� Take care when using ATM machines...
to shield the keyboard from
view when you enter your PIN. Someone could look over your shoulder, either
take a picture with a cell phone, or memorize your PIN, and use it to gain
access to your information later.

� Be aware of who is listening...
when you give personal information over
the phone, whether at your desk at work, or in public on a pay phone or cell

                                                                 To The Top

Some things you can do if you are a victim
of identity theft.  
      (To The Top)

1.   Contact one of the major credit reporting bureaus to
          report a fraud:

          Equifax..........................1-800-525-6285 or
                      write: POB 740241, Atlanta, GA 30374-0241
          Experian........................1-888-397-3742 or
                      write: POB 949, Allen, TX 75013-0949
          TransUnion.....................1-800-680-7289 or
                      write: Fraud Victim Assistance Division,
                                  POB 6790, Fullerton, CA 92634

If you contact one of these companies, they will pass on your information to
the other two companies, saving you time. Each company will follow a
standardized three-step process:

   (a)   to post a security alert on the credit file;
   (b)  opt you out of pre-approved offers of credit or
          insurance;  and
   (c)  mail you a copy of your file. Ask that creditors should
         get your permission before opening any new accounts
         in your name. In a few months� order new copies of
         your reports to verify your corrections, changes and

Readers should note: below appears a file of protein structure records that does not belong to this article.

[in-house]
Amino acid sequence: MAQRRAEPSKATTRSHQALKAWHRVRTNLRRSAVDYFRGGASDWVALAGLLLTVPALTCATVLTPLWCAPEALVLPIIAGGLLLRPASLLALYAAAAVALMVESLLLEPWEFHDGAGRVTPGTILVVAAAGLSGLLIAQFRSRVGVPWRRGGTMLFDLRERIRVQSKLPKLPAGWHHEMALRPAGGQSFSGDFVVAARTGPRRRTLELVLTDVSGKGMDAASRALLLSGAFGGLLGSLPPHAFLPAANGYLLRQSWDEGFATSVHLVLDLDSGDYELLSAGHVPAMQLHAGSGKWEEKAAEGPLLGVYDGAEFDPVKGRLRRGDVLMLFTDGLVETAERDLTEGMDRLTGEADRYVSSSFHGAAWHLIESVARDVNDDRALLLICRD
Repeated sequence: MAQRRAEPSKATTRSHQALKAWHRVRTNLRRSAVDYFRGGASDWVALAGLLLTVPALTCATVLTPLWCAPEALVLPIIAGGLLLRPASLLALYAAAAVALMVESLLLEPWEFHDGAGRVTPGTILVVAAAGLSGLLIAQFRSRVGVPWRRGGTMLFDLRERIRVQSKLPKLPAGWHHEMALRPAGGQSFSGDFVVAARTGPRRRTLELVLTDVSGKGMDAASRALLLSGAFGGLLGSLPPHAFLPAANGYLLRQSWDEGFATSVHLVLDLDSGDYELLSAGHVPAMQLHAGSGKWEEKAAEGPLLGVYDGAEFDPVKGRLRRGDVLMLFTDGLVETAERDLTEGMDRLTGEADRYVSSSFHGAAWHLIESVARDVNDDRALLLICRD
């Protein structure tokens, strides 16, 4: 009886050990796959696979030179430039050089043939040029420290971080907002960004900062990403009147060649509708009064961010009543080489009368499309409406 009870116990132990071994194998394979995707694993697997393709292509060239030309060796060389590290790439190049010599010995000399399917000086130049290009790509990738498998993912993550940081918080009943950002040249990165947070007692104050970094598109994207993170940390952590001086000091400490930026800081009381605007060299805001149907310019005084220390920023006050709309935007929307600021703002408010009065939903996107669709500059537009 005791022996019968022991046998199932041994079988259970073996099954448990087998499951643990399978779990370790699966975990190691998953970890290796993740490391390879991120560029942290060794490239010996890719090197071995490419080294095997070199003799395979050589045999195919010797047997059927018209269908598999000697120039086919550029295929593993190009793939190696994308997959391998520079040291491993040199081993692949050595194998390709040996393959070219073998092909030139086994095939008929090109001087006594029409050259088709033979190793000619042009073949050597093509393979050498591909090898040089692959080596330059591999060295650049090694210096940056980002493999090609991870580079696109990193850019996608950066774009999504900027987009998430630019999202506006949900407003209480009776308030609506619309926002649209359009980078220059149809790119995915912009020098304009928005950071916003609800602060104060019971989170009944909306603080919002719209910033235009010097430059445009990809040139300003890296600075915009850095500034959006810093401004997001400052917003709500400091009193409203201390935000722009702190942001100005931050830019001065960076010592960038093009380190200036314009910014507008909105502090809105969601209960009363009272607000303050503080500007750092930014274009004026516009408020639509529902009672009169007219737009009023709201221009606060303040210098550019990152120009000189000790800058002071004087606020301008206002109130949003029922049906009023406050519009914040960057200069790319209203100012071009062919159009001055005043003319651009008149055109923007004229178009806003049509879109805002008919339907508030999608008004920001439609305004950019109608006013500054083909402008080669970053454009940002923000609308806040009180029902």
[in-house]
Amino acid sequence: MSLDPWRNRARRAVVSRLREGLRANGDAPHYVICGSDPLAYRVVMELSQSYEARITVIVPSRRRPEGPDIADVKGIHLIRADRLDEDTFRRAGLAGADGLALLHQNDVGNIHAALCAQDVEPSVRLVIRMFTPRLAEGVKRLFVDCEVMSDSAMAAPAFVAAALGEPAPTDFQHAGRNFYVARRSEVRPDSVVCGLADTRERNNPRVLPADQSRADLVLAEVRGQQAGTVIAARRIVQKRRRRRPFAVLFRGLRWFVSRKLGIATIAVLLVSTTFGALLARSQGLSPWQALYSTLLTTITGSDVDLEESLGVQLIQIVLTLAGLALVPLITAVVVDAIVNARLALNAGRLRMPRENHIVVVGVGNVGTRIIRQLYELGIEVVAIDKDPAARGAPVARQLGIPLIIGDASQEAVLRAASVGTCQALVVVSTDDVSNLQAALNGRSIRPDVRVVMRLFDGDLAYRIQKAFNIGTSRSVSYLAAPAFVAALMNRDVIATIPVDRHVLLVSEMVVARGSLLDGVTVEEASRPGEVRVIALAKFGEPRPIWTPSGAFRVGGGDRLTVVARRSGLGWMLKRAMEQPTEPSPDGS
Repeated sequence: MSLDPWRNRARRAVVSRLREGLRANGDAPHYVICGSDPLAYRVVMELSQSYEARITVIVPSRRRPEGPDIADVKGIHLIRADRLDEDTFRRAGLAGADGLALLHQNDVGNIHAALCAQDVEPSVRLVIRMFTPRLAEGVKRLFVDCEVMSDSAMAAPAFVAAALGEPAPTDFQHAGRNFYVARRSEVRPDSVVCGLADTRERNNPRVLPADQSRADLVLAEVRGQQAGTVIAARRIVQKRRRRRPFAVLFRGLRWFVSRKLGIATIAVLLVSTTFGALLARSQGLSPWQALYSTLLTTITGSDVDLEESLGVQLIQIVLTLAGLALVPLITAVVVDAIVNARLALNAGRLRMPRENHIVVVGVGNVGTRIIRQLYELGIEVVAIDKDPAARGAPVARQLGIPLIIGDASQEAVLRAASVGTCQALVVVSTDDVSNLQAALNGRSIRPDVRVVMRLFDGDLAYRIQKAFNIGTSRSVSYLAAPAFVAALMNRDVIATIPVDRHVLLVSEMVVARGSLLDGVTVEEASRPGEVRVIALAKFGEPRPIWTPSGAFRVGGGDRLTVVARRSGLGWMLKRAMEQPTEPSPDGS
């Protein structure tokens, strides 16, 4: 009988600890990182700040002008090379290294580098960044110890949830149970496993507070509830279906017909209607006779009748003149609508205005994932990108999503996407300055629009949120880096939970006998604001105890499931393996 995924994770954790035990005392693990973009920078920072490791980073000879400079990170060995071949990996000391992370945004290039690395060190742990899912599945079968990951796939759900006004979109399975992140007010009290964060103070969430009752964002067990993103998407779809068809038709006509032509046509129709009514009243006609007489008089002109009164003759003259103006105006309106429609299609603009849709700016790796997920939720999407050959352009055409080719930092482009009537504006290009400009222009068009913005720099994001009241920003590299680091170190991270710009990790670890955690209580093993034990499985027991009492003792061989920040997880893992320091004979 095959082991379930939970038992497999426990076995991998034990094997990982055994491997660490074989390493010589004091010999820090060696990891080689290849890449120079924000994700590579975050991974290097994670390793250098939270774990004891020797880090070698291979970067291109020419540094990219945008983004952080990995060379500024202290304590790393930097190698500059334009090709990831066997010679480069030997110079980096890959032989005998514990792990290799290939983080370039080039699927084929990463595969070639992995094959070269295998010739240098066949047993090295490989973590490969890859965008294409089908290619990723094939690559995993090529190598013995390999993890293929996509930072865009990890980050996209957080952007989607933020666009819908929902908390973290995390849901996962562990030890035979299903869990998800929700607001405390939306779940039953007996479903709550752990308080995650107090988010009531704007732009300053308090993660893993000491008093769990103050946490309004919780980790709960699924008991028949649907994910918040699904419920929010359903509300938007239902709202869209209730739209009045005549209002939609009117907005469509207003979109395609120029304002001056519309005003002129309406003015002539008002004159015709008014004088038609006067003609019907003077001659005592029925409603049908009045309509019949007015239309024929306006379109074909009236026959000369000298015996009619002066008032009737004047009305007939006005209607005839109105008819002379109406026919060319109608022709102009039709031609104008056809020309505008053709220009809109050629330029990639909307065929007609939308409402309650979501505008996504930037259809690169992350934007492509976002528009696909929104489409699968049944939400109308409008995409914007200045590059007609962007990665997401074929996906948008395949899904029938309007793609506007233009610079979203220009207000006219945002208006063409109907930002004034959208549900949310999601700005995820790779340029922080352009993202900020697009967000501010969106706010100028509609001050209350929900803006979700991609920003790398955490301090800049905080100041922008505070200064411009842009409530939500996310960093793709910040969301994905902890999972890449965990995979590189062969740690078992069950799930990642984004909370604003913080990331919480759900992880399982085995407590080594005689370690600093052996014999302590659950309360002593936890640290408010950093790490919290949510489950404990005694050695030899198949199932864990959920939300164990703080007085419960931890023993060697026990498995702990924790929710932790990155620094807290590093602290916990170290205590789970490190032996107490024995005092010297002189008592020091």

any new fraudulent activity.

    Here is what the process will look like in more detail
    once you make the call:

� The company receiving the initial call will notify you
       of the ID fraud initiative and will electronically notify the
       other two credit reporting companies of the crime.

  � A fraud alert will be put on your credit report at all three
       nationwide credit reporting companies within 24 hours.

     � You will be opted out of all pre-approved offers of credit
       and insurance for two years.

  � Your request for a copy of your credit report will be
        handled in no more than three business days. Each of
        the three national credit reporting companies will work
        with you to verify the information in their respective
        reports and to delete any fraudulent data. You must file
        a police report with your local police department, or 
        where the theft took place. The Consumer Data Industry
        Association's national credit reporting company
        members will voluntarily expedite services for you by
        immediately deleting fraudulent data without the usual
        reinvestigation procedure.

     � The fraud alert will be displayed by each national credit
        reporting agency to all lenders or other users that
        access the reports in the future.

2. Bank accounts, credit or ATM cards & checks: 
If you have reason
to believe that a thief has accessed your bank account or credit card, close
the accounts immediately.
Open a new account, and insist on password-